Photo: Eric Kilby via Flickr
Most of the new features in Apple’s OS X Mountain Lion have to do with a suite of new apps that take advantage of iCloud.And a lot of those apps mimic features from popular third-party ones that we’ve been using on our Mac for some time now.
If you want to live in Apple’s world, a lot of those apps will quickly become irrelevant for you. Instead of using a bunch of third-party cloud services, Apple makes it a lot easier for everything to sync up using iCloud. Keep reading to see the apps Apple just killed.
Until now, Adium was our favourite all-in-one messaging app for Mac. It lets you combine all your IM service accounts like AIM, Google Talk, MSN, etc. in one unified buddy list.
But thanks to Apple's inclusion of iMessages in the new Messages app, we've decided to ditch Adium.
Trillian is very similar to Adium in that you can import your account from just about every major messaging service out there.
Luckily, Trillian has an advantage: it's available for iPhone. Right now, Apple's app for iPhone only supports iMessages. If you want to access Google Talk or anything else, Trillian is one of the best apps around.
Growl has been around for a long time on Mac. It's a popular notifications system for apps like Adium, Tweetdeck, Dropbox, and many, many others. It used to be free, but now it'll cost you $1.99 in the Mac App Store.
Apple's new notifications system for Mountain Lion pretty much replaces Growl. Developers can now make their Mac Apps display notifications directly through Mountain Lion.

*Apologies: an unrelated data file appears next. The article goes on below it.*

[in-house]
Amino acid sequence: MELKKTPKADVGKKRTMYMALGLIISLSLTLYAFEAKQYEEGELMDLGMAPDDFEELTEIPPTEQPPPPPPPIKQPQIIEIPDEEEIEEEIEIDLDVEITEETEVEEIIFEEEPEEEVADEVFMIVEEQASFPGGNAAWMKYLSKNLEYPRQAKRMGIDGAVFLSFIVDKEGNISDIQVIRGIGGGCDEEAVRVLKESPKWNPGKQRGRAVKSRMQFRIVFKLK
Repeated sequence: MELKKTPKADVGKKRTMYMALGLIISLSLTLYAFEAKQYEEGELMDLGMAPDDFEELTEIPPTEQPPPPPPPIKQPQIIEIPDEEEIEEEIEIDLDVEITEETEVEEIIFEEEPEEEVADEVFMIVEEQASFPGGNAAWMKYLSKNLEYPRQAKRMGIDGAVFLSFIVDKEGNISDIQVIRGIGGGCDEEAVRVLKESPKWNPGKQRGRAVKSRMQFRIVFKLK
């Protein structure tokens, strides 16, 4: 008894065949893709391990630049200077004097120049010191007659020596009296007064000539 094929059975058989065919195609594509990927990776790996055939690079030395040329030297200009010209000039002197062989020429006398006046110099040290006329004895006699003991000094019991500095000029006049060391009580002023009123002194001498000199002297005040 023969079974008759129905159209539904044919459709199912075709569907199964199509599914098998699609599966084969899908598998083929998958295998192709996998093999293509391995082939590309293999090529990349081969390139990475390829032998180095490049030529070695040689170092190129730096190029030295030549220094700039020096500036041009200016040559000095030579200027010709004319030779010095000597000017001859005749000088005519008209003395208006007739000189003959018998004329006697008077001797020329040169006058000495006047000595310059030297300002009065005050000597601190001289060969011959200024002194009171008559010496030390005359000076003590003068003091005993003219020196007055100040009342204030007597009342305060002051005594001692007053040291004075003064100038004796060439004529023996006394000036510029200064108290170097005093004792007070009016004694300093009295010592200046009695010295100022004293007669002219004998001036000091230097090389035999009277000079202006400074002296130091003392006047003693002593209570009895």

With built-in Twitter integration, Apple just made it unnecessary to bog down your browser with one of those Twitter extensions for sharing links. All you have to do now is hit the 'share' button built into Safari and you're good to go.
Apple's new Notes app borrows a lot from Evernote, which is our favourite note taking app. Just like Evernote, Notes lets you save text and photo notes and sync them with all your mobile devices via the web.
Luckily for Evernote lovers, Notes is still pretty basic. If you want more robust features like audio recording, you're better off sticking with Evernote.
Before Apple's Reminders app hit iOS, Wunderlist was everyone's favourite to-do app for Mac and iOS. It's pretty simple: all your to-do items sync to the cloud, so you can get them on your desktop or mobile device.
Unfortunately for the Wunderlist's developers, Apple's Reminders does the same thing. And it's already built into iOS and Mac.
Most of Remember the Milk's focus is on mobile devices like the iPhone, iPad, and Android phones and tablets. However, for those who are obsessed with the app, there are a bunch of third-party plug-ins, widgets, and extensions for your desktop.
Apple's new Gatekeeper settings allow you to limit which apps you can install on your desktop to reduce the risk of downloading malware or a virus. Of course, Macs have never had a serious problem with viruses, but they are theoretically possible. That's why there are a handful of anti-virus apps for Mac floating around.
But with Gatekeeper, you can tweak your settings so that you're machine will only let you install apps from trusted developers. That way you can pretty much guarantee you won't accidentally install an app with a virus.
With all the new iCloud features coming to Mac, services that sync your documents to the cloud are becoming increasingly irrelevant. That includes Dropbox, Google Docs, Sugar Sync, etc. If you're already using iWork apps, all your stuff will automatically sync to iCloud.
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